7 uncomfortable questions about how to deal with clingy kids who are your child's friends and more

When you're a kid, it's simple: get to know each other, make friends, and run off to play together. Adults are always choosing the best way to spend time with their child so that it was fun, interesting and useful, and all participants in the event. Children need constant care, and parents must not only give extra homework help, feeding and putting them to bed, but also pay attention, develop them and walk with them. And here every parent faces a difficult choice. But sometimes children become attached not only to other children, but also to adults - parents, grandparents, nannies and new friends. How do you explain to a little person that you are not determined to communicate with them as intimately as you do with your own child?

"You don't have to entertain other people's children."

Situation: Children can be very clingy. And their naivety and sincerity are sometimes really annoying. What to do if you and your child are followed by a stranger four years old (for example, at the playground or in a hotel at the resort), commenting on everything and constantly asking questions?

Kids are kids. Preschoolers are just learning the norms of interpersonal communication, and do not know all the rules of politeness. Patience and firmness in protecting your personal boundaries will help you. That is, you can be loyal to the noise and children's questions, but do not have to answer them if you don't want to. Be polite and calm. If the child doesn't understand your "no/no" the first time, don't be afraid to say it over and over again. And mind your own business. You don't have to entertain other people's children.

Children at this age are most often oriented toward talking to each other, but they don't quite know how to communicate yet. You can include your child in the conversation and thus encourage the beginning of communication between the children. It is important that the adult does not force himself or herself (and his or her child) to politely answer all questions if he or she does not really want to.

A "big kid" will not teach a little person how to properly set boundaries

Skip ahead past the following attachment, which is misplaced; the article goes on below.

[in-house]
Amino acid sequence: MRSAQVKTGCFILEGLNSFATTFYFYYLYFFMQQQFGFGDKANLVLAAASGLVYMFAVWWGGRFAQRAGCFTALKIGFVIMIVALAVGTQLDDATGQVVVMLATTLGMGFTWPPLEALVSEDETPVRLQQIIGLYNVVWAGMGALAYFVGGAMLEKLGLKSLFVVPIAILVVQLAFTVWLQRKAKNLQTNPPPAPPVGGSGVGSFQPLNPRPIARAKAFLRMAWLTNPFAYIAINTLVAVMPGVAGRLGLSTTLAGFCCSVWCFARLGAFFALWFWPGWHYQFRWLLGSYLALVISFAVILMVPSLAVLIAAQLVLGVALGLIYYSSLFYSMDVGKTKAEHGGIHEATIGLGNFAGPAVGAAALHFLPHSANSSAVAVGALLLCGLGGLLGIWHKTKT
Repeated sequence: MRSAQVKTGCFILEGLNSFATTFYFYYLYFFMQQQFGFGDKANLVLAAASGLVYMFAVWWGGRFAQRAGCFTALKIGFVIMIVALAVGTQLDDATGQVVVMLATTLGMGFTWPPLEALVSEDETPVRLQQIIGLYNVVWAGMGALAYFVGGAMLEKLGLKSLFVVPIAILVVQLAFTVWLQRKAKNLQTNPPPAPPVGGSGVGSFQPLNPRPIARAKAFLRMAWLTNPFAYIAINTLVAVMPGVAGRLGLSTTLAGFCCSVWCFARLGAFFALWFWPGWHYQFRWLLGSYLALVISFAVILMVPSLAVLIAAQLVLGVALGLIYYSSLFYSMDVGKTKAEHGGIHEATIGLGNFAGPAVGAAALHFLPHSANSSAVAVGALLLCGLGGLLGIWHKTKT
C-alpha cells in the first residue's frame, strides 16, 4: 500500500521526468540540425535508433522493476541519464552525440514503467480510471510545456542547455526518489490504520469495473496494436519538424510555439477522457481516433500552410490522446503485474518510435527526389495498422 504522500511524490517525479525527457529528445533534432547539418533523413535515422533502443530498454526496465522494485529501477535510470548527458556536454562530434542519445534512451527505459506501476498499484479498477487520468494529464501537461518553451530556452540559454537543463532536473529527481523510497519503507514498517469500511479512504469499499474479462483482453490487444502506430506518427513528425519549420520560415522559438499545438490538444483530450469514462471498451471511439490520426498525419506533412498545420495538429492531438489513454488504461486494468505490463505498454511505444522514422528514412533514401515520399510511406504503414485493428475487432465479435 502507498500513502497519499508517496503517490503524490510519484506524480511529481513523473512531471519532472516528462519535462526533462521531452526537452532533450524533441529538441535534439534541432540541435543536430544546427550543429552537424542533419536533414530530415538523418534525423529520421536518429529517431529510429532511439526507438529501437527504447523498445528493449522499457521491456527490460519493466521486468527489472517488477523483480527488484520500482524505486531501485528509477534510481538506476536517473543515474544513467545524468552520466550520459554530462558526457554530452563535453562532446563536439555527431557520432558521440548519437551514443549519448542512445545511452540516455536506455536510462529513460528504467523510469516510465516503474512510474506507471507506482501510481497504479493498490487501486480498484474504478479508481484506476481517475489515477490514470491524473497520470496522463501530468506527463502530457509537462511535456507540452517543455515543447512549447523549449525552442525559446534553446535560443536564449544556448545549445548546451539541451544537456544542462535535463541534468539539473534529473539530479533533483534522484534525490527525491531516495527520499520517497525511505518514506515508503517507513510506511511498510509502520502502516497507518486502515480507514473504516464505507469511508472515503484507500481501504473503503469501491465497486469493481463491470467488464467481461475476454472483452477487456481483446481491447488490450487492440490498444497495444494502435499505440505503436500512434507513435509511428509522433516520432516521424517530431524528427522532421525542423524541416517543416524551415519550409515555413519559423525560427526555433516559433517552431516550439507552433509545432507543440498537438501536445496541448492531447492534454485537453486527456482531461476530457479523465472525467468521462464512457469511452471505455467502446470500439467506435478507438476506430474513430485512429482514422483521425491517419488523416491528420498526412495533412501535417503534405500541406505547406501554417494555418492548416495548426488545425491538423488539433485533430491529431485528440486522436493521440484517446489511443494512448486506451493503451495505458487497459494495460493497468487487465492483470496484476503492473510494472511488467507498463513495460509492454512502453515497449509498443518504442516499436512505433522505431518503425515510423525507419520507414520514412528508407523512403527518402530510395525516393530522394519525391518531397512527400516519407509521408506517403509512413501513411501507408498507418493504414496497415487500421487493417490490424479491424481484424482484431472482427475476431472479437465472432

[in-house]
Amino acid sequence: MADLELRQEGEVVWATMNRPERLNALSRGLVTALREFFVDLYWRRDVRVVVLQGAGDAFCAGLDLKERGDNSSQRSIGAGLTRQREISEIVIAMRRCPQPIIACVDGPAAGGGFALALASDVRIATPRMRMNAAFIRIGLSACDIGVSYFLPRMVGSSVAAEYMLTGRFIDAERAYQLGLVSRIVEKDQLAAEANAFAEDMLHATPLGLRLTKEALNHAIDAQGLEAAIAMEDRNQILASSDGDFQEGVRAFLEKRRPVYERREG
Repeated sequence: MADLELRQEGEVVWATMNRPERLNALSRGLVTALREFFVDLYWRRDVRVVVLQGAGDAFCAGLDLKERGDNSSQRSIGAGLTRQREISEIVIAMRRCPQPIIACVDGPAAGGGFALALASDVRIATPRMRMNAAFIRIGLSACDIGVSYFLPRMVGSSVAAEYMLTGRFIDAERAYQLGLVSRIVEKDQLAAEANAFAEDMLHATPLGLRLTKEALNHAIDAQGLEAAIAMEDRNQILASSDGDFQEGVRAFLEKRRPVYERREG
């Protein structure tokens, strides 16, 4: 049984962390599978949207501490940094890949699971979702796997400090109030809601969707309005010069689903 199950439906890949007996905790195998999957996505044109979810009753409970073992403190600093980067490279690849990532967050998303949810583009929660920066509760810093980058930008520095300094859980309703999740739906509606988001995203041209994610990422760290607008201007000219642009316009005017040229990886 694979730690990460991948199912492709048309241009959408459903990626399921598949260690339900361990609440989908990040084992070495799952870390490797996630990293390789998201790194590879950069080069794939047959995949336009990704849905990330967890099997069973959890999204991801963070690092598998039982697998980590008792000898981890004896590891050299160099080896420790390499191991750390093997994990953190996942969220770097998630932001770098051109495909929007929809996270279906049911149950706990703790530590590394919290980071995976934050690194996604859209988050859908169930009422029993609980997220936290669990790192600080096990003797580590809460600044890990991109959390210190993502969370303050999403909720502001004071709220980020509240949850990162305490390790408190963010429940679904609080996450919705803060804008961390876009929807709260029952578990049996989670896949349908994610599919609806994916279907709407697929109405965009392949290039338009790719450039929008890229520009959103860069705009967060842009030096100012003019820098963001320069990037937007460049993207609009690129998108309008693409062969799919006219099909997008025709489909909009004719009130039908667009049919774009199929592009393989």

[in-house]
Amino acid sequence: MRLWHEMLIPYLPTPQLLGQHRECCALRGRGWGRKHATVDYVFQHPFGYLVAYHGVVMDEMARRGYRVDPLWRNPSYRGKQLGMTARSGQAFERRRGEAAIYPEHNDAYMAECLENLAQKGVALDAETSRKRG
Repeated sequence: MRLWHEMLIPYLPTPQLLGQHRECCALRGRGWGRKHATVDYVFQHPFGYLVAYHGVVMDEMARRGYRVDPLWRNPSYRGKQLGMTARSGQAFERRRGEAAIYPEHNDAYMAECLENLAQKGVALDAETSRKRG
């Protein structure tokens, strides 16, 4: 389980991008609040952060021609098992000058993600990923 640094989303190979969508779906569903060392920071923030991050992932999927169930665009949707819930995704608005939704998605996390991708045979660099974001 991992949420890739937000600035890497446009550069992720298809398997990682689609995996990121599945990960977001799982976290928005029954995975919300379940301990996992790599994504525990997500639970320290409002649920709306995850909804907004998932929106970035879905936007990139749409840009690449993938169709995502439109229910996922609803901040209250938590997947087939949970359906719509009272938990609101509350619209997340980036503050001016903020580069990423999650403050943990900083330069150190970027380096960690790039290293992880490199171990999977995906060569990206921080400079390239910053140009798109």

Situation: There are some adults that children, even strangers, love very much. Children rush to share secrets with them, call them to play together, and consider them "their own." What to do if you are such an adult, but you don't feel like playing right now?


I have met such adults. But usually they themselves do not mind to play, chat, talk and be secretive. Such people have a gift - always remain children. They are excellent animators and babysitters.

However, the circumstances or the mood can be different. And the "adult-child" needs to be able to switch into "adult-adult" mode, taking a leadership position in the dialogue with the child. This is how adults teach children to build personal boundaries. And the "big kid" doesn't teach that, unfortunately.

"It's not your job to raise someone else's child."

Situation: You and your child are walking on the playground. And someone else's five-year-old first asks your child for toys. Then he raises a shout that you did not give them all. Then he demands to play hide and seek, offended that you did not take him to the game. His mom does not react in any way, she is busy with other things and clearly in no mood to enter into a dialogue.

Most likely, this child now needs so much adult attention that he is trying to compete with your child. It may be helpful for him, as it is for every child, to see that you have a clear position that you calmly express. This will help him make sense of the situation and begin to behave more appropriately. If not - at least try not to support him in destructive ways of behavior.

Raising someone else's child is not your job. And it's not a bad opportunity to show your children an example of how to protect your boundaries. Don't hurt someone else's child, don't be aggressive, but firmly tell him or her "no."

If your child is still having trouble asserting his boundaries, speak up for him ("We don't want to," "Pasha needs this car"). If your child can stand up to the little tyrant on his own, support him and be there for him, so he won't be so scared. In general, conflict and competition between children is normal, but proper conflict behavior must be taught.

"We've played and now we're saying goodbye."

Situation: You have an extrovert growing up who is like a magnet attracting children to you. Great. But what do you do with the kids he takes home all the time?

If you and your child want to invite a guest, you need to have him ask his parents first. If you don't, just say, "We've played and now we're saying goodbye."